Oct 072014
A family photo from 1969.

A family photo from 1969. (Photo credit: Wikipedia)


The combination of digital photography and social media means taking and sharing family pictures has never been easier. But what makes a good photo?  Seems pretty simple, right?  Grab your camera or your phone, choose a subject you love, point and click.

Not so fast.  How do you decide how closely to look at your subject?  Or what lighting is most flattering?  What stays in the frame and what do you leave out?  And what the heck does this have to do with parenting?

I picked up my first camera in grade school and have been hooked ever since.  In addition to being a great way to capture and share memories, photography offers some great metaphors for day-to-day decisions about family life. Here are three tips from photographers that might help bring your parenting decisions into sharper focus.

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1)  Focus.  Parents have many opportunities to practice this one. “What we focus on gets bigger” and  “picking our battles” spring instantly to mind.  Where is your attention?  Do you use car rides to listen to your kids or distracted?  And, even though you’re busy, how often are you able to carve out time to give undivided attention to the people who matter most? Where is your focus?

2) Framing.  Sometimes what you choose to leave out of a photo is as important as what you choose to include. (The same can probably be said for discussion, diets and drama, right?) In a photo, using natural borders (like rooflines, horizons and fences) to reinforce the boundary created by the frame helps viewers focus on the subject you chose.  I think it’s a lot like what happens when we create rules and boundaries   —  they help our kids stay safe while they’re developing skills and strategies they need to operate in the world.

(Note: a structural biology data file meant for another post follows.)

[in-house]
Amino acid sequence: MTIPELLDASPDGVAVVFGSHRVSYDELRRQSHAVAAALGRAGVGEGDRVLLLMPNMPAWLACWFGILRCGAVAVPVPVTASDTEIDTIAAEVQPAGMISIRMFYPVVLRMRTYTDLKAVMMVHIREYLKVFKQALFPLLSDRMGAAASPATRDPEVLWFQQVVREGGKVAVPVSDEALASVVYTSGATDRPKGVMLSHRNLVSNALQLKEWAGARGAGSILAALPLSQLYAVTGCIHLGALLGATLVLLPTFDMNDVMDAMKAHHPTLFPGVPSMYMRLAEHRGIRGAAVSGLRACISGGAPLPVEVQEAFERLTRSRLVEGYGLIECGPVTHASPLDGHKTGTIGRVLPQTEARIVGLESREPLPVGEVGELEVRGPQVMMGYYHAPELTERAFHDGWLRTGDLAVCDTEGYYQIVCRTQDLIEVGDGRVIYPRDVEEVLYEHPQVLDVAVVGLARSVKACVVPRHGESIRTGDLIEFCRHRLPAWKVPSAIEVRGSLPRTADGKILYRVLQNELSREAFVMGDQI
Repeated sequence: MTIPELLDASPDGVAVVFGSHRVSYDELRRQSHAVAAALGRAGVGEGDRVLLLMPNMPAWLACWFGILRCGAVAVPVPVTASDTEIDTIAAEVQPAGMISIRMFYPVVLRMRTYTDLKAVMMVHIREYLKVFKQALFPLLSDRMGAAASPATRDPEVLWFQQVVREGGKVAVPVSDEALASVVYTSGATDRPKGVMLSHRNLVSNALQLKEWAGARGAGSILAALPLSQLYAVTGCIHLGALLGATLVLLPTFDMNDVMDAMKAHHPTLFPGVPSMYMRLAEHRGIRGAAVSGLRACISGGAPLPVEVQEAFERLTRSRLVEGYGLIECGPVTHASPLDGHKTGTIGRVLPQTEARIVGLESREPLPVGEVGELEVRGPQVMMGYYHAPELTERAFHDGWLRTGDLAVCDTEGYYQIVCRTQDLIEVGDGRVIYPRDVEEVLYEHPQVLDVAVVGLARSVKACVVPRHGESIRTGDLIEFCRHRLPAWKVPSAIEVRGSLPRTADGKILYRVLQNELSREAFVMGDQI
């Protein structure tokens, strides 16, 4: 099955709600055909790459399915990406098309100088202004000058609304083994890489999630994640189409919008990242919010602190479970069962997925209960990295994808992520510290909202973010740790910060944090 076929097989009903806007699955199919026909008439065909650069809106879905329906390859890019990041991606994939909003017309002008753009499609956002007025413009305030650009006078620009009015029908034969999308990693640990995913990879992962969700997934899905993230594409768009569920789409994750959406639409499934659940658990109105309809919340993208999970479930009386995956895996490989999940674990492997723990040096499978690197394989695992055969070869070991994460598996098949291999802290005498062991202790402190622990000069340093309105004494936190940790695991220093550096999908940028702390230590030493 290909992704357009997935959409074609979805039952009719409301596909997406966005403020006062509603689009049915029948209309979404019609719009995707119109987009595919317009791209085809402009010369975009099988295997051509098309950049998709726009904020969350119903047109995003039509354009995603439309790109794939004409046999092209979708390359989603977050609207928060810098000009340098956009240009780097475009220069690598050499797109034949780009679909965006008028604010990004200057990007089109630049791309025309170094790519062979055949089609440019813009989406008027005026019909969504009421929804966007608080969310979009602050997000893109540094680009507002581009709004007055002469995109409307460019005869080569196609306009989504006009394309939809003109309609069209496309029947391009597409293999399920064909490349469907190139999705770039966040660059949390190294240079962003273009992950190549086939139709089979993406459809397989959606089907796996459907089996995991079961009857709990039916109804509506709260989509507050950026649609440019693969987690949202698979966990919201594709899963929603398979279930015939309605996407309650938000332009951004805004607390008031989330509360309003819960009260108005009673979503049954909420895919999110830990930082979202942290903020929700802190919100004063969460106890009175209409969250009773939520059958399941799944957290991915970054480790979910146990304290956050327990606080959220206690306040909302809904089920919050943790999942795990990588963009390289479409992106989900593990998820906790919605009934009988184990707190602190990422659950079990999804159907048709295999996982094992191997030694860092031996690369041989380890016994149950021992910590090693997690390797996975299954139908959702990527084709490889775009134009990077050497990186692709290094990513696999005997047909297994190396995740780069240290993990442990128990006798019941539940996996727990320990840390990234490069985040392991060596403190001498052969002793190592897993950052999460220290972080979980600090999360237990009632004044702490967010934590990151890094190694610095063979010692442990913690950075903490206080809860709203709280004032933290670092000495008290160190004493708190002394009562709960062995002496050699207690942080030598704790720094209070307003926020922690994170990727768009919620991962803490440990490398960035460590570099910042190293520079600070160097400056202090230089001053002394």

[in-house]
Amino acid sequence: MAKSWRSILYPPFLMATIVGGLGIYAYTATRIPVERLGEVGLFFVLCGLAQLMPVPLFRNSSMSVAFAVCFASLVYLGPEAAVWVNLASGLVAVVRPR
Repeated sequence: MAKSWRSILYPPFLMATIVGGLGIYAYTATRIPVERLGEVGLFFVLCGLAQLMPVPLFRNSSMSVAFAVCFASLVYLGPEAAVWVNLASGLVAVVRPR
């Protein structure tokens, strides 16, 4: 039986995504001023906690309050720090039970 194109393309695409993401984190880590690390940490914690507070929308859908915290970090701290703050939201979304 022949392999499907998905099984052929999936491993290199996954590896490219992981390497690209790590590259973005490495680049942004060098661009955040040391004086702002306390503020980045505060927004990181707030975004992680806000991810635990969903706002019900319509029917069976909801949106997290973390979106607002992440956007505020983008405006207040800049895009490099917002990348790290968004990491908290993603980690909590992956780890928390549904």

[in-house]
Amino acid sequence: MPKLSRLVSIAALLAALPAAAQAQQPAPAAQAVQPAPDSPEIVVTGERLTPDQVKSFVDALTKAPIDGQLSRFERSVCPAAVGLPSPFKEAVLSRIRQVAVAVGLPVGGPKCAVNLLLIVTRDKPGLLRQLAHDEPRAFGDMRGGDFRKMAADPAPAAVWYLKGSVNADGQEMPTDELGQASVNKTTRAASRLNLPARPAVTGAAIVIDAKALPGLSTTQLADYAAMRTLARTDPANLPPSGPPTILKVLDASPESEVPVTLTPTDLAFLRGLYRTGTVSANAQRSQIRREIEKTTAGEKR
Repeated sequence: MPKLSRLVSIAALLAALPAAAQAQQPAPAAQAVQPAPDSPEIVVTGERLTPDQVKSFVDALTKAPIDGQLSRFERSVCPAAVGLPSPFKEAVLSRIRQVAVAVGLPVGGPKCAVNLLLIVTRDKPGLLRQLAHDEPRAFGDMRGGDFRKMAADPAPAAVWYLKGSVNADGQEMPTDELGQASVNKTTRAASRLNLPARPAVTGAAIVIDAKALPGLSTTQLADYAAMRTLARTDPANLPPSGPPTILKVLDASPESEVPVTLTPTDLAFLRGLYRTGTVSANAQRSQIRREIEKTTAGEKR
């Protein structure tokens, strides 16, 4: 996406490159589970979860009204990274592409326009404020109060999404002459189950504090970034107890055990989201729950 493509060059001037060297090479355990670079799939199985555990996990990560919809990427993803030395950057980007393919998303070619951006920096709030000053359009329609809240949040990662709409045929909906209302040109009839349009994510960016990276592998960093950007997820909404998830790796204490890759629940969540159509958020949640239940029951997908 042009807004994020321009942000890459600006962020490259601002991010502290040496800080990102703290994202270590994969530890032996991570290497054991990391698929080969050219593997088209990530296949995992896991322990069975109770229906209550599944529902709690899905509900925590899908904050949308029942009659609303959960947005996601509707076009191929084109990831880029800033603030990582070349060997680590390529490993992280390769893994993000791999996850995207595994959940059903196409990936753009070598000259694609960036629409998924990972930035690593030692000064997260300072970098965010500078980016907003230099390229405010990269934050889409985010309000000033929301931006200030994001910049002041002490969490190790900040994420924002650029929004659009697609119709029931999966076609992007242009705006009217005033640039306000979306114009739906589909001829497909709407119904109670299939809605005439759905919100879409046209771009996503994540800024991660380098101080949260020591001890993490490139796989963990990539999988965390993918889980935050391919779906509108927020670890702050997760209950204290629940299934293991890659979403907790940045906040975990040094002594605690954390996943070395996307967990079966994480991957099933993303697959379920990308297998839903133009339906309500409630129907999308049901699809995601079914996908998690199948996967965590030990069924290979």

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3) Cropping.  Technology makes it pretty simple to cut out all the distracting background and let your beautiful subject fill the frame.  Putting a tight focus on your subject cuts out the clutter and allows the viewer a better view of your subject.  The main thing gets to be the main thing. Technology-free zones and family dinners are two ways to do this.

What tips do you have for making family life a prettier picture?


Want to connect on Instagram?  I’m having fun with phone photos there.

  4 Responses to “What Makes a Good Photo?”

  1. My biggest thing was family dinner. Growing up, I always at the “kid” table. My parents and two older sisters would eat in the TV room. When I had my kids, we all ate dinner together at the same table and talked and ate. Even now, we host family dinner every Wednesday night and the kidadults come over for good food and good company. Hubs and I focus on the bonds we build 🙂

  2. Loved how you used the parenting / family photo metaphor Andrea. Loved the post!

  3. What solid tips for thinking about our parenting as we craft a photo. I can always use a fresh lens for reflecting on parenting!

  4. What are you talking about? That’s a beautiful photo right there.:)

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